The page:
Pages: 244 (paperback)
Genre/s: Non Fiction, History
Source: Own library
Years after A Night to Remember stoked the fires of public interest in the doomed RMS Titanic, the clamor for details about April 14, 1912, has not abated. As die-hard professional and amateur historians—“rivet counters,” they are called—puzzle over minute details of the ship’s last hours, a wealth of facts and myth have emerged. Revisiting the subject more than thirty years after his first study, Lord dives into this harrowing story, whose power to intrigue has only grown a century after the Titanic’s sinking. Was the ship really christened before setting sail on its maiden voyage? What song did the band play as water spilled over the ship’s bow? How did the ship’s wireless operators fail so badly, and why did the nearby Californian, just ten miles away when the Titanic struck the iceberg, not come to the rescue? Lord answers these questions and more, in a gripping investigation of the night when 1,500 victims were lost to the sea.
When James Cameron's Titanic was released in 1997 I was 15 years old, and after seeing the movie I became completely obsessed with reading every single book about Titanic that I could get my hands on. Yes, it was probably helped by the fact that I loved Leonardo di Caprio, but more than that I was infinitely fascinated by the glamour of the ship and the way that so many people died on that dark, freezing night.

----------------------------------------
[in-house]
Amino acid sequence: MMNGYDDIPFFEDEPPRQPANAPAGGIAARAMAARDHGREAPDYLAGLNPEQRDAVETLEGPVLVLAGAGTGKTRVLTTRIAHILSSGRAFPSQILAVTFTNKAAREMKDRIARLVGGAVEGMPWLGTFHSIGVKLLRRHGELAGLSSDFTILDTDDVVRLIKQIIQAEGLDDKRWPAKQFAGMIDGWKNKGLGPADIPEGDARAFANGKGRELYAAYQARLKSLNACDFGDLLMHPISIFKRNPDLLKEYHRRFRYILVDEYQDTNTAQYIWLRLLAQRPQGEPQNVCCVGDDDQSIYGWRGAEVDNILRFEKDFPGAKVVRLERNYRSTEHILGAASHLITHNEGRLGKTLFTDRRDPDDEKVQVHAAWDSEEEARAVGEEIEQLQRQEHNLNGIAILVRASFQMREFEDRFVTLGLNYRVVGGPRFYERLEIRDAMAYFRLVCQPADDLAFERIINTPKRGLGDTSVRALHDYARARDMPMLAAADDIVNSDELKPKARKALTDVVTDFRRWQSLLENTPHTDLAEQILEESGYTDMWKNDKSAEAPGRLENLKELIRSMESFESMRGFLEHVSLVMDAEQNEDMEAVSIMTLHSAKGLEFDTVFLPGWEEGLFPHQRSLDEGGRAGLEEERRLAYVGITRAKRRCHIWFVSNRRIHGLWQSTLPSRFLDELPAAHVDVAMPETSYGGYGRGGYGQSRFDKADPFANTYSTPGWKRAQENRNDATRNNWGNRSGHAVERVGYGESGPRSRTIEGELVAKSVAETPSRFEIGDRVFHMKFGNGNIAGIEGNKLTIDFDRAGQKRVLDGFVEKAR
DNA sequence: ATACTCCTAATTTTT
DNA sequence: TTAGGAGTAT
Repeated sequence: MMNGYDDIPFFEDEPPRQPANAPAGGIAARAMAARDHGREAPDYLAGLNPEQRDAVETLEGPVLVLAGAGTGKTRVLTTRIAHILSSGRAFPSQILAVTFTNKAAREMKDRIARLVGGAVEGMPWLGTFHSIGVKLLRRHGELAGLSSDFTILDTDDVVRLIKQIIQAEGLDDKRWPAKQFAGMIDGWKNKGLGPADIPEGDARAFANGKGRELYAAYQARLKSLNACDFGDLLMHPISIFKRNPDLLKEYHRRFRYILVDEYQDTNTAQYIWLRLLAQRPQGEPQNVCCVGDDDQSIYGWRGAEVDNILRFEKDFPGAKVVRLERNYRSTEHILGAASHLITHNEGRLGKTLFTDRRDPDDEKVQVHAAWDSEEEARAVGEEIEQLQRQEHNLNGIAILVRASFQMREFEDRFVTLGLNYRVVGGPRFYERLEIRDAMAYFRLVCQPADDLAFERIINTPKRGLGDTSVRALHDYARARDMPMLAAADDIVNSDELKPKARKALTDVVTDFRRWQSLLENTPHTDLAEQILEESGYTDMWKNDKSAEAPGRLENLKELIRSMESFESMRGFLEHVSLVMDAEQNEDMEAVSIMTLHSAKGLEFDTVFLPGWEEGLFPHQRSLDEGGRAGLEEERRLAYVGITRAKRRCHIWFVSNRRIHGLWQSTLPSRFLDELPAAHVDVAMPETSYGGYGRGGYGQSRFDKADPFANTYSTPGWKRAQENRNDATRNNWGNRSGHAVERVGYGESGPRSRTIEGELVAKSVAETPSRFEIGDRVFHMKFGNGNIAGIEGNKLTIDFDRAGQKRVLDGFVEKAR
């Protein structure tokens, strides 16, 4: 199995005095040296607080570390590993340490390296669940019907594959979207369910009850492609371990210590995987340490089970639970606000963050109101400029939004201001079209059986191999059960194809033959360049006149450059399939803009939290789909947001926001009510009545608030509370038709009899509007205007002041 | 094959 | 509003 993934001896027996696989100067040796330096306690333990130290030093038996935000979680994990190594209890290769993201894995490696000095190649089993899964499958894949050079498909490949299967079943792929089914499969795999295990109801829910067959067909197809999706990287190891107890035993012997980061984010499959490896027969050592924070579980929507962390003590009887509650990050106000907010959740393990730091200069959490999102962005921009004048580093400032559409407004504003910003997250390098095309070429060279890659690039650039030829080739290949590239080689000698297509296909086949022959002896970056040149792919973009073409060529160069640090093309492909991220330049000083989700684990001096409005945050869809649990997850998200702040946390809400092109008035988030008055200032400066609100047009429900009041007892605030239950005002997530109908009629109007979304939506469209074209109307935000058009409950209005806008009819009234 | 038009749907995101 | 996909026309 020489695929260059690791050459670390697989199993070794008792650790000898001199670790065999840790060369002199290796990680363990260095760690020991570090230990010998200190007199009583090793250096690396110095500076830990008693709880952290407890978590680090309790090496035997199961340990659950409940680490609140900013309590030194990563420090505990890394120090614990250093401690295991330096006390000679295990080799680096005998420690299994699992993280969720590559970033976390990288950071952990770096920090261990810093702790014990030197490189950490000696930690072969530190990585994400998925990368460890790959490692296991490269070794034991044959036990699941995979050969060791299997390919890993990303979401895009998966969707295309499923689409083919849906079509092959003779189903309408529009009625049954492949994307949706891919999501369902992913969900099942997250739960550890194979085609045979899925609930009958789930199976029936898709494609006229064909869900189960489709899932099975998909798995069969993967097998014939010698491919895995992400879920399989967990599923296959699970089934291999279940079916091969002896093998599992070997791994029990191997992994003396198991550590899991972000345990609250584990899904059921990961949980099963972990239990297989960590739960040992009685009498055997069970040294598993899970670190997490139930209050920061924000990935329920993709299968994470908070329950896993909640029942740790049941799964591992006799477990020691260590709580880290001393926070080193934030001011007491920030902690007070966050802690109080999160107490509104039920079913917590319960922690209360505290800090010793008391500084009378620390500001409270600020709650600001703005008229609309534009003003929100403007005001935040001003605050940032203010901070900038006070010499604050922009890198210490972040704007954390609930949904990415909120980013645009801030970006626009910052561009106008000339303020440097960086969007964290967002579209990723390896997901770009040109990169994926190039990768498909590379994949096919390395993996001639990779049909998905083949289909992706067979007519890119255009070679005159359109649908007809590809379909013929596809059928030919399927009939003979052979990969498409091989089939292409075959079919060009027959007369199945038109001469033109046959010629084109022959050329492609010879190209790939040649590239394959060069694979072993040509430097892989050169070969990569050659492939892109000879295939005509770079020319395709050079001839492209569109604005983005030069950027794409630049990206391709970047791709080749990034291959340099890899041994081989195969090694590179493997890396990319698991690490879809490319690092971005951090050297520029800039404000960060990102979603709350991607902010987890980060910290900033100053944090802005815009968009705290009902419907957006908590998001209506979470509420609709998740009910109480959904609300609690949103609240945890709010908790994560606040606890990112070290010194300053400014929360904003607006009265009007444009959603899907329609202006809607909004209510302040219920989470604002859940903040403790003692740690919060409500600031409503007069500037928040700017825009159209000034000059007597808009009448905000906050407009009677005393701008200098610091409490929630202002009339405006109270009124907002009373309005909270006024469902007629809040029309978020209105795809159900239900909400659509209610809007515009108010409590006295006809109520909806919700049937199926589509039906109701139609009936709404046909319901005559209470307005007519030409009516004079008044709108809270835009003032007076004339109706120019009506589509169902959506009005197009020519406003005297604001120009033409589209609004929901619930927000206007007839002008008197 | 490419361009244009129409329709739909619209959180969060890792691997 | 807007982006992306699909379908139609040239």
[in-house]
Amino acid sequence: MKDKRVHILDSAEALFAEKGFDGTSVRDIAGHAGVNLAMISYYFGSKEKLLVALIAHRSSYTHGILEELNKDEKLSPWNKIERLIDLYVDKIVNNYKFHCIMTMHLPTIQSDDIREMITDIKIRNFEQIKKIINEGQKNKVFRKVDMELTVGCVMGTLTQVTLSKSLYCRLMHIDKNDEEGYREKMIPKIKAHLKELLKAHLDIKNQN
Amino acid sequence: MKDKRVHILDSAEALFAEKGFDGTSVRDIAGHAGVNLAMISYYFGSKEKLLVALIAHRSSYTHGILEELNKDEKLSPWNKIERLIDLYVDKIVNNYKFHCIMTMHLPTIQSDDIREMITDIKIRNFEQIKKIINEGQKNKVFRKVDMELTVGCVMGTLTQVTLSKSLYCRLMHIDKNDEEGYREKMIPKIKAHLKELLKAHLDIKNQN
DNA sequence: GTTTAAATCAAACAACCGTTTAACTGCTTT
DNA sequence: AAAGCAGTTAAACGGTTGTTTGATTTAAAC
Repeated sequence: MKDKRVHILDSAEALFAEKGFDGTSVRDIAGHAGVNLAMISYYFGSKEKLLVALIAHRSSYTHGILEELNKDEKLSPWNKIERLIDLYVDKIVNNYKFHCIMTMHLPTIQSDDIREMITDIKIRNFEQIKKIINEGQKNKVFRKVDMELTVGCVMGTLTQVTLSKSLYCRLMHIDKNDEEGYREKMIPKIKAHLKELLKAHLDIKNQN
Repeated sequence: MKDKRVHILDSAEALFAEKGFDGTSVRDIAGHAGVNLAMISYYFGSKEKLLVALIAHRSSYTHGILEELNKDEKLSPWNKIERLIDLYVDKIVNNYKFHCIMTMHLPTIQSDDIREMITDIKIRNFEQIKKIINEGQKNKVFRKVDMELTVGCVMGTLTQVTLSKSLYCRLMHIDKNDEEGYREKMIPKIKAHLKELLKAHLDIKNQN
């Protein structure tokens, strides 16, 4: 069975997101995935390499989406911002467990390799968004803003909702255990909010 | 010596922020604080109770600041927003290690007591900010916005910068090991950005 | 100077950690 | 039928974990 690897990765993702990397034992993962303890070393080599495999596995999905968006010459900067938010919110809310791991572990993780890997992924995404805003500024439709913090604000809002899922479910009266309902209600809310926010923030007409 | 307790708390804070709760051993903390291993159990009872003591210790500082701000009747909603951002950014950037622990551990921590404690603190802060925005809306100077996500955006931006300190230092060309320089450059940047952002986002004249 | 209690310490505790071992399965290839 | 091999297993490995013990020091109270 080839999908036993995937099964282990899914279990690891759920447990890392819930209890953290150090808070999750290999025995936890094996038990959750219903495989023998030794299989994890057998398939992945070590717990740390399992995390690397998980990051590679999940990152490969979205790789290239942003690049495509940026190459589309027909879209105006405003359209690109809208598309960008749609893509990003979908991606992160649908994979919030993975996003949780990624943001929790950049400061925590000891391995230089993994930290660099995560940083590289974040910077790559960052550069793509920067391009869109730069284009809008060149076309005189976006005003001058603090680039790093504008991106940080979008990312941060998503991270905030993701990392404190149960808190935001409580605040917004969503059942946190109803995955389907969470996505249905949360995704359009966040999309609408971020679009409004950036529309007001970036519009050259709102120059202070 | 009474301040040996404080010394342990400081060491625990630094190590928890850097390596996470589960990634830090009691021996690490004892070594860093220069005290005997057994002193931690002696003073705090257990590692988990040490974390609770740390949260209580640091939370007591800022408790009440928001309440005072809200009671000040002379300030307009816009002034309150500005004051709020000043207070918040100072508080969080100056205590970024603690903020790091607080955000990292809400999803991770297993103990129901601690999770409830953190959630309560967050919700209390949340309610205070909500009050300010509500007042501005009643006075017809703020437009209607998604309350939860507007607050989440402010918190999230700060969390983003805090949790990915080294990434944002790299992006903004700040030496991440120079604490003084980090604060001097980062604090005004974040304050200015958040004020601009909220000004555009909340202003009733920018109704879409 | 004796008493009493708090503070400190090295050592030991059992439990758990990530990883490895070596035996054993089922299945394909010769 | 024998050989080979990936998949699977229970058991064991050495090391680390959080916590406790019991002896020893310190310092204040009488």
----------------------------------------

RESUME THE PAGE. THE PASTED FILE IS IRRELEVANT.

Although I read a lot of books about it at that time, it was only last year that I read A Night to Remember, probably one of the most famous books ever written about the Titanic. Walter Lord won me over with A Night to Remember - it felt like sitting down with someone to talk about it over tea and biscuits rather than being lectured at with cold, hard facts, so when I came across The Night Lives On a few months ago I grabbed a copy.
In The Night Lives On, Lord focuses more on the causes and aftermath of the disaster. The information gathering was obviously painstaking and thorough, and he works hard to ensure that all potential sides of a story are told without bias - from the explanation on why ship safety was so lax (a lot of ship owners had their fingers in that pie), the actual damage caused by the iceberg, the actions and reactions of the Carpathia and the Californian, through to the salvage attempts from right after the sinking up until the first sightings of the ship in the 1980's.
Although it was published more than 30 years after A Night to Remember, Walter Lord's writing style is still the same - it's not stuffy or dry and in fact it's almost conversational, like someone telling you a story rather than reciting a whole bunch of old facts and figures.
If you have (or had!) an interest in the Titanic, The Night Lives On certainly covers a whole bunch of subjects that aren't often touched on in other Titanic books, and does so in an interesting, readable way.